(rubeola, hard measles, red measles)
South Dakota Department of Health
Office of Disease Prevention - 605-773-3737 — (1-800-592-1861 in South Dakota only)
This material is provided for informational purposes only and is not a substitute
for medical care. We are not able to answer personal medical questions. Please see your
health care provider concerning appropriate care, treatment or other medical advice.
What is measles?
Measles is an acute, highly contagious viral disease capable of producing epidemics. Measles is more common in winter and spring.
Who gets measles?
Although measles is usually considered a childhood disease, it can be contracted at any age. Generally, preschool children, adolescents, young adults and inadequately immunized individuals comprise the majority of measles cases in the United States.
How is measles spread?
Measles is spread by direct contact with nasal or throat secretions of infected people or, less frequently, by airborne transmission. Measles is one of the most readily transmitted communicable diseases.
What are the symptoms of measles?
Measles symptoms generally appear in two stages. In the first stage, the individual may have a runny nose, cough and a slight fever. The eyes may become reddened and sensitive to light while the fever consistently rises each day. The second stage begins on the third to seventh day and consists of a temperature of 103-105°F, and a red blotchy rash lasting four to seven days. The rash usually begins on the face and then spreads over the entire body. Koplik spots (little white spots with a red background) may also appear on the gums and inside of the cheeks.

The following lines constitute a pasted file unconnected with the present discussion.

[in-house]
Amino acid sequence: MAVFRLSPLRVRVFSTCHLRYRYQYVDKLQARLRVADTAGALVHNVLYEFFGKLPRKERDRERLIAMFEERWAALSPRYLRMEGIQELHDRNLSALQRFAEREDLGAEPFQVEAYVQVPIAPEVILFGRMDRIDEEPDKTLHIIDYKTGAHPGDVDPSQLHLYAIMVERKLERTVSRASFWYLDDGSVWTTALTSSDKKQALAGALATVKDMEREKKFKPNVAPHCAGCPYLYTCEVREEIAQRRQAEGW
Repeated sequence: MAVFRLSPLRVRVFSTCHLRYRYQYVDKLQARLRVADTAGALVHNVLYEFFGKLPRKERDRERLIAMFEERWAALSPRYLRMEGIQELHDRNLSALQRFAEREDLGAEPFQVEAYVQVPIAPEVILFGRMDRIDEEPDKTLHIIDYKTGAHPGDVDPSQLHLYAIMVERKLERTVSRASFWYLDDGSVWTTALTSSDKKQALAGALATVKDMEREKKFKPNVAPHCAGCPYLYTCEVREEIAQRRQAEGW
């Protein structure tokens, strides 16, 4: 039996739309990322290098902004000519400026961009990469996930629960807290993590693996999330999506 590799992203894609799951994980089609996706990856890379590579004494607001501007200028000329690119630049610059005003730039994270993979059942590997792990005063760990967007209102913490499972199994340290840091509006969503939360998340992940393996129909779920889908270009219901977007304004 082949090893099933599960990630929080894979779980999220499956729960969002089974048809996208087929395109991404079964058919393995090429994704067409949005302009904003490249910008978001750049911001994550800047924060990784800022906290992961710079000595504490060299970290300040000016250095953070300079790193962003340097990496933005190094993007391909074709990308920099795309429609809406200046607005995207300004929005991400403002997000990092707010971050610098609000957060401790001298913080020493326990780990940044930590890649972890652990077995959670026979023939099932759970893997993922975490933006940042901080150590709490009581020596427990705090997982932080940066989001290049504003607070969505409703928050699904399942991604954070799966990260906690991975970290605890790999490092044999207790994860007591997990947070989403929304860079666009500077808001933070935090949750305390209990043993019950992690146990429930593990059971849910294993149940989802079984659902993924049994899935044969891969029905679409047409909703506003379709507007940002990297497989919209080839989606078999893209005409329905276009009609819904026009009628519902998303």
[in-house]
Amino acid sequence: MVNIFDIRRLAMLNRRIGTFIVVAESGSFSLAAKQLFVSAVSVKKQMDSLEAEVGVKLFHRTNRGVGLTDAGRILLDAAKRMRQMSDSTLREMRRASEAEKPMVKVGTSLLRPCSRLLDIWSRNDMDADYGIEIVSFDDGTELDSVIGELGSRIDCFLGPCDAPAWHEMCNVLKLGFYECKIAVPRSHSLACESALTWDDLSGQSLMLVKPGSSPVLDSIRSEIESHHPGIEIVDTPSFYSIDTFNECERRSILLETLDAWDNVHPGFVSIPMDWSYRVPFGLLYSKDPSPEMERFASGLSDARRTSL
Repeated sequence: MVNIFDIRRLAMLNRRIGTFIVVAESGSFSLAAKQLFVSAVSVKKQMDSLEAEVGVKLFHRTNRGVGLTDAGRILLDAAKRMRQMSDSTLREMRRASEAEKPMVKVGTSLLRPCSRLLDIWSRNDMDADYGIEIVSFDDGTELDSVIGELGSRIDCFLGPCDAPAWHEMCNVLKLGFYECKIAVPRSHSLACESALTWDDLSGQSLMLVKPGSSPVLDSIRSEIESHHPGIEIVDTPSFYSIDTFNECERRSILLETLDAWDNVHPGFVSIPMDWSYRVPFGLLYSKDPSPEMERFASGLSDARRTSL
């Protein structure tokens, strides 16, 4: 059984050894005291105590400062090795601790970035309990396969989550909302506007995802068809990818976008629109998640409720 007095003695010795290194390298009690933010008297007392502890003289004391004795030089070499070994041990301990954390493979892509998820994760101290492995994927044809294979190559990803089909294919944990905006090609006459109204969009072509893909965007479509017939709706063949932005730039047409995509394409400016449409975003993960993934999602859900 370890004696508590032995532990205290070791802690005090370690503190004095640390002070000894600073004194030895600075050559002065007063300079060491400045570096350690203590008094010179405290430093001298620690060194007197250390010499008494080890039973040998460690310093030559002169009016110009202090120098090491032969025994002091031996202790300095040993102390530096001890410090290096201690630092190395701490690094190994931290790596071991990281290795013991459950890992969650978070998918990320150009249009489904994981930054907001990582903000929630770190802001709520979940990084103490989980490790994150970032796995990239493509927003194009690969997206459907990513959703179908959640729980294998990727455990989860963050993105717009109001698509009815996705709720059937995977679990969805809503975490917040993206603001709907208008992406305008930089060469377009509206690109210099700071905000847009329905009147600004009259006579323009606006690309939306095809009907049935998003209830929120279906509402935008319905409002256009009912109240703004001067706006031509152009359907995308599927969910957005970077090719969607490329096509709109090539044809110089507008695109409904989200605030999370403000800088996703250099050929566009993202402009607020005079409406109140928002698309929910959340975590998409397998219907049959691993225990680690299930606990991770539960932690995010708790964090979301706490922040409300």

How soon do symptoms appear?
Early symptoms like fever usually appear 10 days after exposure (range 7-12 days) and rash appears after 14 days (range 7-21 days).
When and for how long is a person able to spread measles?
An individual is able to transmit measles from four days before onset of rash and until four days after rash onset.
Does past infection make a person immune?
Yes. Permanent immunity is acquired after contracting the disease.
What is the treatment for measles?
There is no specific treatment for measles.
What are the complications associated with measles?
Pneumonia occurs in up to 6 percent of reported cases and accounts for 60 percent of deaths attributed to measles. Encephalitis (inflammation of the brain) may also occur. Other complications include middle ear infection and convulsions. Measles is more severe in infants and adults.
How can measles be prevented?
Maintaining the highest level of immunization against measles is the best preventive measure. Measles vaccine (MMR) may be given at 12-15 months of age. The second dose of MMR is given at 4-6 years of age. The vaccine is highly effective and two MMR shots usually produce lifelong immunity.
- American Academy of Pediatrics
- South Dakota Department of Health, Immunization Program
- Centers for Disease Control and Prevention